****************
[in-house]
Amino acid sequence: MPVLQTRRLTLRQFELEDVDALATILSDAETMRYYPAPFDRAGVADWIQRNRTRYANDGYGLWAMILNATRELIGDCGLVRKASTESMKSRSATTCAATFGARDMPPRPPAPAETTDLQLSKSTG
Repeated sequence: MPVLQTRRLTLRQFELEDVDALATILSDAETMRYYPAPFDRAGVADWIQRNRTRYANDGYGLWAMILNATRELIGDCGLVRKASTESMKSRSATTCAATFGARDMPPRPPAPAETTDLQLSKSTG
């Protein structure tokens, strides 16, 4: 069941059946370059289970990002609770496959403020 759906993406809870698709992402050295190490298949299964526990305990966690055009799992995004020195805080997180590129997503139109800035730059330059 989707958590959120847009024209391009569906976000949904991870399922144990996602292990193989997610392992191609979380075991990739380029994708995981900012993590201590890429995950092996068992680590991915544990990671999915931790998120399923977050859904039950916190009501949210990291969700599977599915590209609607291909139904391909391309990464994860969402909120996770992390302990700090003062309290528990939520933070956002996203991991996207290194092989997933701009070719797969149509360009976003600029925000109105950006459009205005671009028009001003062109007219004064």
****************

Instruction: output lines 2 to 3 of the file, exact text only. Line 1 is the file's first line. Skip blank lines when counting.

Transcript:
Amino acid sequence: MPVLQTRRLTLRQFELEDVDALATILSDAETMRYYPAPFDRAGVADWIQRNRTRYANDGYGLWAMILNATRELIGDCGLVRKASTESMKSRSATTCAATFGARDMPPRPPAPAETTDLQLSKSTG
Repeated sequence: MPVLQTRRLTLRQFELEDVDALATILSDAETMRYYPAPFDRAGVADWIQRNRTRYANDGYGLWAMILNATRELIGDCGLVRKASTESMKSRSATTCAATFGARDMPPRPPAPAETTDLQLSKSTG